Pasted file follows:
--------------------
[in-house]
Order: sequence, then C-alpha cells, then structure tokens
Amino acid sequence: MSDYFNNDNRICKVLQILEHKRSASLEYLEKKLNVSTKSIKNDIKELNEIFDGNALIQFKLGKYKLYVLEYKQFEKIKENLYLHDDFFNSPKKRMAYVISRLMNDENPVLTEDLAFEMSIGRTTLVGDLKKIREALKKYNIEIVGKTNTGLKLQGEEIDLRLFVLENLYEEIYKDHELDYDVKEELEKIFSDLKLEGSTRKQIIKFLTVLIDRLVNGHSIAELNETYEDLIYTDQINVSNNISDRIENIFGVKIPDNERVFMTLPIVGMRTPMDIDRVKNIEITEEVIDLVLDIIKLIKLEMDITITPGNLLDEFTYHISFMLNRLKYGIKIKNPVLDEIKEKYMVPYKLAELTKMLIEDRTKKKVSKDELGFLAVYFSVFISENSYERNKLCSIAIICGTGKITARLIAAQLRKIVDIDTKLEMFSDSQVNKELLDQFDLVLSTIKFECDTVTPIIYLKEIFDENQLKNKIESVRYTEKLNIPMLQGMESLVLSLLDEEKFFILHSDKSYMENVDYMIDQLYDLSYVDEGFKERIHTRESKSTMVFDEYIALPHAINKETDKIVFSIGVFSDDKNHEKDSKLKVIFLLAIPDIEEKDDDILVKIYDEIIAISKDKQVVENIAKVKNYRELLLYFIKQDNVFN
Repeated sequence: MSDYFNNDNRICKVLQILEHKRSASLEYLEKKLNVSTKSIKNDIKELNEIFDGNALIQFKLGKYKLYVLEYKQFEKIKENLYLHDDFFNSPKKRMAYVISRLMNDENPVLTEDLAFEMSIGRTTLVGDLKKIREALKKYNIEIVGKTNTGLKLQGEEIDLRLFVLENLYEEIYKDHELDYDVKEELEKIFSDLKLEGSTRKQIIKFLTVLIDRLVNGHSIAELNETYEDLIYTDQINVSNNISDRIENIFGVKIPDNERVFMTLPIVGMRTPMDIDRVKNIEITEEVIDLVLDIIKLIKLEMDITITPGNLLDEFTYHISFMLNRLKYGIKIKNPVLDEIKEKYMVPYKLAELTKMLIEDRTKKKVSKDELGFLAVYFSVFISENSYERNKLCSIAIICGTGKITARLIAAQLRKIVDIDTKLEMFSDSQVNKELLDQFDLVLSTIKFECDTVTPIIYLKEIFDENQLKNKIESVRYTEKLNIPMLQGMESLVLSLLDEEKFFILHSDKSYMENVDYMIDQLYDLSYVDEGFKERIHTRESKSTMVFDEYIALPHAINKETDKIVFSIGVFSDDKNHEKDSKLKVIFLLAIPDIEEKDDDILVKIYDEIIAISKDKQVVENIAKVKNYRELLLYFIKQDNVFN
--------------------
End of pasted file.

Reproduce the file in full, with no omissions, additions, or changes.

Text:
[in-house]
Order: sequence, then C-alpha cells, then structure tokens
Amino acid sequence: MSDYFNNDNRICKVLQILEHKRSASLEYLEKKLNVSTKSIKNDIKELNEIFDGNALIQFKLGKYKLYVLEYKQFEKIKENLYLHDDFFNSPKKRMAYVISRLMNDENPVLTEDLAFEMSIGRTTLVGDLKKIREALKKYNIEIVGKTNTGLKLQGEEIDLRLFVLENLYEEIYKDHELDYDVKEELEKIFSDLKLEGSTRKQIIKFLTVLIDRLVNGHSIAELNETYEDLIYTDQINVSNNISDRIENIFGVKIPDNERVFMTLPIVGMRTPMDIDRVKNIEITEEVIDLVLDIIKLIKLEMDITITPGNLLDEFTYHISFMLNRLKYGIKIKNPVLDEIKEKYMVPYKLAELTKMLIEDRTKKKVSKDELGFLAVYFSVFISENSYERNKLCSIAIICGTGKITARLIAAQLRKIVDIDTKLEMFSDSQVNKELLDQFDLVLSTIKFECDTVTPIIYLKEIFDENQLKNKIESVRYTEKLNIPMLQGMESLVLSLLDEEKFFILHSDKSYMENVDYMIDQLYDLSYVDEGFKERIHTRESKSTMVFDEYIALPHAINKETDKIVFSIGVFSDDKNHEKDSKLKVIFLLAIPDIEEKDDDILVKIYDEIIAISKDKQVVENIAKVKNYRELLLYFIKQDNVFN
Repeated sequence: MSDYFNNDNRICKVLQILEHKRSASLEYLEKKLNVSTKSIKNDIKELNEIFDGNALIQFKLGKYKLYVLEYKQFEKIKENLYLHDDFFNSPKKRMAYVISRLMNDENPVLTEDLAFEMSIGRTTLVGDLKKIREALKKYNIEIVGKTNTGLKLQGEEIDLRLFVLENLYEEIYKDHELDYDVKEELEKIFSDLKLEGSTRKQIIKFLTVLIDRLVNGHSIAELNETYEDLIYTDQINVSNNISDRIENIFGVKIPDNERVFMTLPIVGMRTPMDIDRVKNIEITEEVIDLVLDIIKLIKLEMDITITPGNLLDEFTYHISFMLNRLKYGIKIKNPVLDEIKEKYMVPYKLAELTKMLIEDRTKKKVSKDELGFLAVYFSVFISENSYERNKLCSIAIICGTGKITARLIAAQLRKIVDIDTKLEMFSDSQVNKELLDQFDLVLSTIKFECDTVTPIIYLKEIFDENQLKNKIESVRYTEKLNIPMLQGMESLVLSLLDEEKFFILHSDKSYMENVDYMIDQLYDLSYVDEGFKERIHTRESKSTMVFDEYIALPHAINKETDKIVFSIGVFSDDKNHEKDSKLKVIFLLAIPDIEEKDDDILVKIYDEIIAISKDKQVVENIAKVKNYRELLLYFIKQDNVFN